The Reproductive System
In this article:
- Essential human biology (male and female)
- The female reproductive system
- The male reproductive system
Essential human biology (male and female)
Whether you are already trying to get pregnant or have just made the big decision, it’s a good idea to refresh your understanding of the female and male reproductive systems. Here we will cover the essential basics to help you understand what the reproductive organs are and how they work
The female reproductive system
The female reproductive system is actually made up of internal and external reproductive organs. The external female reproductive organs (those outside the body) include the labia majora and minora, the mons pubis, the clitoris, the urethral opening (where urine passes out) and the perineum (the area of skin between the vaginal opening and the anus). The internal female reproductive organs are all found within the pelvis (see diagram above). Together the reproductive organs work to receive sperm from a man, to allow an egg to be fertilised and to carry a pregnancy.
Females have two ovaries, one on each side of the uterus (womb). Did you know that before you were even born, your ovaries already contained all the eggs you would ever produce? At birth, women have about 2 million eggs in each ovary. Most of these don’t make it to puberty, at which point there are only 400,000 and 500,000 remaining. We don’t use all of these eggs and actually only 400 to 500 mature and are released at ovulation – think one egg each month for the duration of your reproductive years (see menstrual cycle). As a woman gets older, and particularly over the age of 35, the majority of remaining eggs are gone and those that are left may be poorer quality (they’ve been around since birth!). This means that although it is still possible, it can take longer and be more difficult to get pregnant naturally. This is a particular concern for women over 40 years. At menopause, all the eggs are gone and periods will stop.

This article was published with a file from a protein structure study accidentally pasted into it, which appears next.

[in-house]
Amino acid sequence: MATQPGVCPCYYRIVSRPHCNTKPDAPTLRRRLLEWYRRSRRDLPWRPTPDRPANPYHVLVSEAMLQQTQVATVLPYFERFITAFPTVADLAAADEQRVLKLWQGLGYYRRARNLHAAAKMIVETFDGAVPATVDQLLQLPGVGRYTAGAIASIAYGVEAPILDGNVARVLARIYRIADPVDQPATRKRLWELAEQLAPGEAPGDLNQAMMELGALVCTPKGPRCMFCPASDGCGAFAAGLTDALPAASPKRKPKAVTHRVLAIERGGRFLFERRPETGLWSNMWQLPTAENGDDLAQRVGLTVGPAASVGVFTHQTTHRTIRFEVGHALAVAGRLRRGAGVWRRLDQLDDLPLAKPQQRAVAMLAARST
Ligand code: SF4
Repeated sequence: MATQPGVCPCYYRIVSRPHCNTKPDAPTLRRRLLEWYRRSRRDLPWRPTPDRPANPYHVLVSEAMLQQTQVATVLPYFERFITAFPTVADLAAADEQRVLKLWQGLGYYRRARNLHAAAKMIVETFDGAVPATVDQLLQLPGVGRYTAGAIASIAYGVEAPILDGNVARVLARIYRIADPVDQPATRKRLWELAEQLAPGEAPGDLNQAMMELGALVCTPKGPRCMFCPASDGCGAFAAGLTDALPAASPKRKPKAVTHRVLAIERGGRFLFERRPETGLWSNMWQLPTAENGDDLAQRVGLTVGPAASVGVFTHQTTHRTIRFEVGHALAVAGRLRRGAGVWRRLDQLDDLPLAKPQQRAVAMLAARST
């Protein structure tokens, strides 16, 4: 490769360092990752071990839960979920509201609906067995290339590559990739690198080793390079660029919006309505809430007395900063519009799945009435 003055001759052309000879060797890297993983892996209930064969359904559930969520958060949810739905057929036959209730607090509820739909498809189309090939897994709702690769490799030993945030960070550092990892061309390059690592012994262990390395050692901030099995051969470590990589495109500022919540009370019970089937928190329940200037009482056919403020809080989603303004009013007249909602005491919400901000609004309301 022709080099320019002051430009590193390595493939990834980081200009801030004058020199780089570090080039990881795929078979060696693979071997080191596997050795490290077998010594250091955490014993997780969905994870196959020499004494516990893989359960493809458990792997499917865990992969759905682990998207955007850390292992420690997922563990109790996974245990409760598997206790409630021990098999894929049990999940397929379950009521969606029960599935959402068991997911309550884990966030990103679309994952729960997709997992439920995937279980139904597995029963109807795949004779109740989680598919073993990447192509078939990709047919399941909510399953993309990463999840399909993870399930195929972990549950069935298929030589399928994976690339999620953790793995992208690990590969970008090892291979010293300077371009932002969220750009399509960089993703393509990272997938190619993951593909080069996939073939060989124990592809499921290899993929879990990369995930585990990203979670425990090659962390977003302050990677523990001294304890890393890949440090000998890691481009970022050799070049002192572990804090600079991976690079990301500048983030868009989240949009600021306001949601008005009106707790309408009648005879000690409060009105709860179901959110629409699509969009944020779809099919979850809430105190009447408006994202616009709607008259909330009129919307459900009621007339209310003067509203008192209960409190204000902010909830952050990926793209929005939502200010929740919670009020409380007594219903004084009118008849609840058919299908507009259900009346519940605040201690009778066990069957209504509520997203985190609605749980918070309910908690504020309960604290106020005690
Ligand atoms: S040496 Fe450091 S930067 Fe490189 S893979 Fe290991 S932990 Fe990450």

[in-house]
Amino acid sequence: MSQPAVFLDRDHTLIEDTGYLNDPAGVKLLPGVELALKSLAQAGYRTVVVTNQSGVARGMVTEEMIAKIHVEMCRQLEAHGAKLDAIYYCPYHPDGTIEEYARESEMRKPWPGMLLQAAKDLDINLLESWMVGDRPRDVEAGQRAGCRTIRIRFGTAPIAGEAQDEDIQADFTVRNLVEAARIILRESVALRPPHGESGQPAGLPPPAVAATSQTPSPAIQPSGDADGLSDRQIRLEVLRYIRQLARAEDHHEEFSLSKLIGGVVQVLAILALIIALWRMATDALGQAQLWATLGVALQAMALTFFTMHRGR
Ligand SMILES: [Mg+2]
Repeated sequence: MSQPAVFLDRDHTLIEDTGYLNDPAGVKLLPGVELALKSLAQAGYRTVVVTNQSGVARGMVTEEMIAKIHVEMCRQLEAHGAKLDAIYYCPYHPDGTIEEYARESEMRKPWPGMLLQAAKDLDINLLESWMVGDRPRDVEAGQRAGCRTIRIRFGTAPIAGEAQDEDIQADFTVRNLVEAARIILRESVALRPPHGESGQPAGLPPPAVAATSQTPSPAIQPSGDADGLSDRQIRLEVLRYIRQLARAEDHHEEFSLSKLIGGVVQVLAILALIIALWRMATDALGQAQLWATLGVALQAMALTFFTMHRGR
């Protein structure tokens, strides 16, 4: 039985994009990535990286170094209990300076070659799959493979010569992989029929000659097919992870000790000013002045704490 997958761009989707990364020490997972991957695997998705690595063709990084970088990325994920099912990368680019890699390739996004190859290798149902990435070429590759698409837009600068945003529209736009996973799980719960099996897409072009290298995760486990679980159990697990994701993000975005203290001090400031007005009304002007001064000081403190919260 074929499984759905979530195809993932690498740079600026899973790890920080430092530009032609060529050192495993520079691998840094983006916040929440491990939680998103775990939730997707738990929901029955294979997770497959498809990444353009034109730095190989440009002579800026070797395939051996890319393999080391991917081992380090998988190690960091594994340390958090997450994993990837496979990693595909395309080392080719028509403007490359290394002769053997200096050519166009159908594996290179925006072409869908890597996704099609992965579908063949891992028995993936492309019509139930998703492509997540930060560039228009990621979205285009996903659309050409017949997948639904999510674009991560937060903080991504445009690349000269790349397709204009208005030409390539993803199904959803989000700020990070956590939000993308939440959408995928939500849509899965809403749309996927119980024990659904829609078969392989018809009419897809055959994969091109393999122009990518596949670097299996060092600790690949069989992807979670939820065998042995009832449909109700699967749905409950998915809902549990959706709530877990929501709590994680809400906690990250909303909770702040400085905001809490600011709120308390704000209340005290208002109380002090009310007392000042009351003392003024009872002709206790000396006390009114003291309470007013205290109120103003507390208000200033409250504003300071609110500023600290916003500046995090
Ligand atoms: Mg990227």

THE FALLOPIAN TUBES
There are also two fallopian tubes on either side of the uterus, one for each ovary. The end closest to the ovary is shaped like a funnel with fringing (called fimbriae) to catch the egg when it is released at ovulation. Inside the tube, there are lots of little hairs called cilia which waft the egg in wave-like motions towards the uterus. Once released, the egg can only survive for 12-24 hours. At this point, any sperm that have made it into the fallopian tube can fertilise the egg. The fallopian tubes are quite long (about 10cm) are very delicate and can be easily damaged resulting in reduced fertility. Possible causes of damage include endometriosis and pelvic inflammatory disease. In rare instances, the fertilised egg remains in the fallopian tube resulting in a serious condition called ectopic pregnancy.
Each month, the lining of the womb thickens and gets ready for a potential pregnancy. If the egg is fertilised and forms an embryo, it will implant in the lining of the uterus. This is then where the developing baby will spend the next nine months. The uterus is a strong muscle and about the size of a small pear. By month nine of pregnancy, it is more like the size of a watermelon, reaching all the way to the woman’s ribs. At childbirth, this strong muscle contracts rhythmically (“contractions”) to push the baby through the birth canal. If the egg is not fertilised, then the lining of the uterus sheds as a period.